I think it would be difficult to argue that anyone other than Geoffrey Chaucer is the father of English literature. As mwestwood points out, Chaucer wrote in the English vernacular and used iambic pentameter. He also wrote darn good stories! Humorous, satirical, and memorable, Chaucer’s Tales have stood the test of time. No American teacher of high school senior English would think of starting off the school year without visiting Canterbury. Every student who graduates from an American high school might not remember a lot about English, but he certainly remembers the running sore on the Cook’s leg.
Chaucer, certainly. In addition to the contributions already mentioned, Chaucer created a rich portrait of English society during his time. Through the choice of pilgrims he included on the journey, he captured almost every aspect of society, except for royalty. Also, his social criticism of the corruption in the Church was quite pointed and memorable.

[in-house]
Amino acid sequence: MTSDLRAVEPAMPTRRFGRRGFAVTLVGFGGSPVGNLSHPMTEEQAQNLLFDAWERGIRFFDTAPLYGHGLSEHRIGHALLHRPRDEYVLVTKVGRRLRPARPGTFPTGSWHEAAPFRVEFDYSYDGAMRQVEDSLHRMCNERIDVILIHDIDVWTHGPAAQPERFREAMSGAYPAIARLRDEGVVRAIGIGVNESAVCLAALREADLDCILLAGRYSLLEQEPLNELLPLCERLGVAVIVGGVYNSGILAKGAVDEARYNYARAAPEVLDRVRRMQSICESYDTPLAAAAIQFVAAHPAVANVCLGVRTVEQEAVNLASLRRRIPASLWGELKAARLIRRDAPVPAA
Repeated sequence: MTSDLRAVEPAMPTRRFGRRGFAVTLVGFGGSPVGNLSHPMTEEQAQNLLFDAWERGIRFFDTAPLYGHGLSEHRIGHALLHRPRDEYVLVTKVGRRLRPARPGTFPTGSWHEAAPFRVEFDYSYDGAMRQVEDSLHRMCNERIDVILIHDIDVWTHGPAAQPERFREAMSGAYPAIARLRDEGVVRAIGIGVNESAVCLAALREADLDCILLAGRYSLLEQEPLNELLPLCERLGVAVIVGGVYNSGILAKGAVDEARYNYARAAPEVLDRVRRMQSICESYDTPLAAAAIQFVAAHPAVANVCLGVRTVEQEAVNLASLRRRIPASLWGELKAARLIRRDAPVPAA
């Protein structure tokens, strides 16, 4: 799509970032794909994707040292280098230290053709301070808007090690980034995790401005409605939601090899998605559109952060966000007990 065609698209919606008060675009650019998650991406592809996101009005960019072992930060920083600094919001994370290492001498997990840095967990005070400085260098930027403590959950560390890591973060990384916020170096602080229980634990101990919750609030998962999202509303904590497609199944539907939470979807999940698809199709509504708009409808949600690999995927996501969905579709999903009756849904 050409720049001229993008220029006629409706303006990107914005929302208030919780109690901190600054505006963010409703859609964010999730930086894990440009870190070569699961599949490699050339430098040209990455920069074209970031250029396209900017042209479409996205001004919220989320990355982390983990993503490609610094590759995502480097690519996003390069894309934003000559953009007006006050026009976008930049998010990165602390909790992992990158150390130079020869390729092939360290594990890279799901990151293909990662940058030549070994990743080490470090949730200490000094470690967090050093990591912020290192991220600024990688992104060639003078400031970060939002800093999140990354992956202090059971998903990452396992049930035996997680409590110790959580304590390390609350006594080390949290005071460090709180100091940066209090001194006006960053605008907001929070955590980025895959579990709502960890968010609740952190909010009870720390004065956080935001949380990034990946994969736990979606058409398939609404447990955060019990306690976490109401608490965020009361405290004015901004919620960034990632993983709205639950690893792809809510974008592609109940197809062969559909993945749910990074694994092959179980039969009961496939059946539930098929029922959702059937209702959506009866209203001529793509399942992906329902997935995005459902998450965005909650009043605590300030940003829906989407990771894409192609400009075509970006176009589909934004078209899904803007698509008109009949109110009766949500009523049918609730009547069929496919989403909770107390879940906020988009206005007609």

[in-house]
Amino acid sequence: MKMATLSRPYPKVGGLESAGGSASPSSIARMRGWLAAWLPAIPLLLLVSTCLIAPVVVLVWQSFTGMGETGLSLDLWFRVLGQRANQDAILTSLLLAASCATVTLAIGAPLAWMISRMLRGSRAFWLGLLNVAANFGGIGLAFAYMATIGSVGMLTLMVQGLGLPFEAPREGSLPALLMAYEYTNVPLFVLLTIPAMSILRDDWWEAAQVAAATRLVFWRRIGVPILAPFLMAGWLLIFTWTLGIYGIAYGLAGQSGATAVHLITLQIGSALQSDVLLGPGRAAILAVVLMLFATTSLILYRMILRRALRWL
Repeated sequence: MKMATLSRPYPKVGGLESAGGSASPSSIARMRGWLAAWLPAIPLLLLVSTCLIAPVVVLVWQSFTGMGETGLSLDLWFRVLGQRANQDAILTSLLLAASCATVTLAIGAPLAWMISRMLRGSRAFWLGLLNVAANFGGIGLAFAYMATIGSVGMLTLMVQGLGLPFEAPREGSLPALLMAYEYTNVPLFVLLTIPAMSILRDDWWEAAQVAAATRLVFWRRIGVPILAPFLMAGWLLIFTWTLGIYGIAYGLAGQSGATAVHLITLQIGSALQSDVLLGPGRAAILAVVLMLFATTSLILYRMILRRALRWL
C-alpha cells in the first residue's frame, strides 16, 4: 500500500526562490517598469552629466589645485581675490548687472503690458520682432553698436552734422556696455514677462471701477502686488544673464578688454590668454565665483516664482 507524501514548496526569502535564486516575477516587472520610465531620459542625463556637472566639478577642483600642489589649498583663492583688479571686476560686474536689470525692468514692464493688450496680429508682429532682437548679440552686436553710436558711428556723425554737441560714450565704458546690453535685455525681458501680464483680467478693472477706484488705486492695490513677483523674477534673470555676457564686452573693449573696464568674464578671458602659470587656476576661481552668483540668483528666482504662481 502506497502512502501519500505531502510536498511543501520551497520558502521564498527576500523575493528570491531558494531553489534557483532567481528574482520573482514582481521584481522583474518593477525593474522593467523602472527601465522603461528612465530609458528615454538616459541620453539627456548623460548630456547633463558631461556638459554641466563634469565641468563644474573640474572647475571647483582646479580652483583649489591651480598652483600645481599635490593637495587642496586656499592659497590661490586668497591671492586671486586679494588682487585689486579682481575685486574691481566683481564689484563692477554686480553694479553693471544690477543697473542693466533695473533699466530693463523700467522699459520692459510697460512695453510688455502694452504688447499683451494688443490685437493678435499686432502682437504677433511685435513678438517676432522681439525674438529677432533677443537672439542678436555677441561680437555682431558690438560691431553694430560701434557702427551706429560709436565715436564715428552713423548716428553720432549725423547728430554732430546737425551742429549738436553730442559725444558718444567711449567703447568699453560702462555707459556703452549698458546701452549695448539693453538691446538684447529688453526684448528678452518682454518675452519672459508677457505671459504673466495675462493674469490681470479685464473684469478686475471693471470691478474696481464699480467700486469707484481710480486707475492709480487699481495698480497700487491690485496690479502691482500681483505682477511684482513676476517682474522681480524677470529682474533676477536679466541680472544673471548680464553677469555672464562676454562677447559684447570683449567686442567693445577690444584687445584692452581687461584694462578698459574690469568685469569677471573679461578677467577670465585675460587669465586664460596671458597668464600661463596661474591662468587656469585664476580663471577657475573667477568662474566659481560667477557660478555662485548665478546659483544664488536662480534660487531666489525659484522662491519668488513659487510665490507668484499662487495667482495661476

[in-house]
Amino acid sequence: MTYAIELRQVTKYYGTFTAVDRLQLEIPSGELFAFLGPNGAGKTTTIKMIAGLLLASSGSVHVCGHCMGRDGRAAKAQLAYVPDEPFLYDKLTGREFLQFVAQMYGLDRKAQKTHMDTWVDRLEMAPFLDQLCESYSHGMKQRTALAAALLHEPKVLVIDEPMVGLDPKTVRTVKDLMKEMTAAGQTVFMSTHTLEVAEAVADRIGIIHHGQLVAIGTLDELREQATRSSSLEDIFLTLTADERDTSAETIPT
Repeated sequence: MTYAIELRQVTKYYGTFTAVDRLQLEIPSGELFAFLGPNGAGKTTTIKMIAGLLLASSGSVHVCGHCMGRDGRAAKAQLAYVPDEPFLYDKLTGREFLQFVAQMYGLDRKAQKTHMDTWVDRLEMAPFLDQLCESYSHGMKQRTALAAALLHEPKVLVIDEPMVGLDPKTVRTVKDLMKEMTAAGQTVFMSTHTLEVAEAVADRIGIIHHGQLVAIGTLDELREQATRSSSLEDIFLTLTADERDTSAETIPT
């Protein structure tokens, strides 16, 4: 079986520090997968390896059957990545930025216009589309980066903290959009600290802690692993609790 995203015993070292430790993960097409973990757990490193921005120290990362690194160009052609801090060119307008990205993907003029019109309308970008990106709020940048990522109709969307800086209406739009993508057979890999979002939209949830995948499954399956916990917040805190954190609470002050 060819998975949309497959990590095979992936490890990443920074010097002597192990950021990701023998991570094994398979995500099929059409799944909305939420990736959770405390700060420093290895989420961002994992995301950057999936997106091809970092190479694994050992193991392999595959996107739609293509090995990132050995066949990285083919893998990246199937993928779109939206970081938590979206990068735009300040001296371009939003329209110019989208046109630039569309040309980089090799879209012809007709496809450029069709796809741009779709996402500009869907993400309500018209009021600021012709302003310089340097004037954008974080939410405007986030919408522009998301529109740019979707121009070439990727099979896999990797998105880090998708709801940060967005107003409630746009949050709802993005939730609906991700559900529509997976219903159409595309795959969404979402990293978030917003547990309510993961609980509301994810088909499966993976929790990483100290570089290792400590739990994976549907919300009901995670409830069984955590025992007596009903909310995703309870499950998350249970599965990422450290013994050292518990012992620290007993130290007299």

I agree with the previous post. The ideas of Chaucer's development of characterizations and a large depiction of the motivations of characters in his work become critical elements in English literature after Chaucer. The notion of creating multi dimensional characters are powerful elements in the landmarks of post Chaucer English Literature.
Because he wrote "The Canterbury Tales" in the vernacular of the English people, Geoffrey Chaucer is often credited with being the "Father of English literature." During Chaucer's lifetime, most literary works were written in French; in fact, Chaucer himself wrote in French and Italian; certainly his poetry was modeled upon French poetry. However, he chose to write in the Old English that was popular with those who were not necessarily among the nobility. In addition, his stories have a humor and freedom that anticipated the works of such English greats as Henry Fielding.
Also, he did introduce iambic pentameter into poetry, a meter that many a reader recognizes as that of William Shakespeare and is prevalent in much of English and American poetry.
I would definety say Chaucer.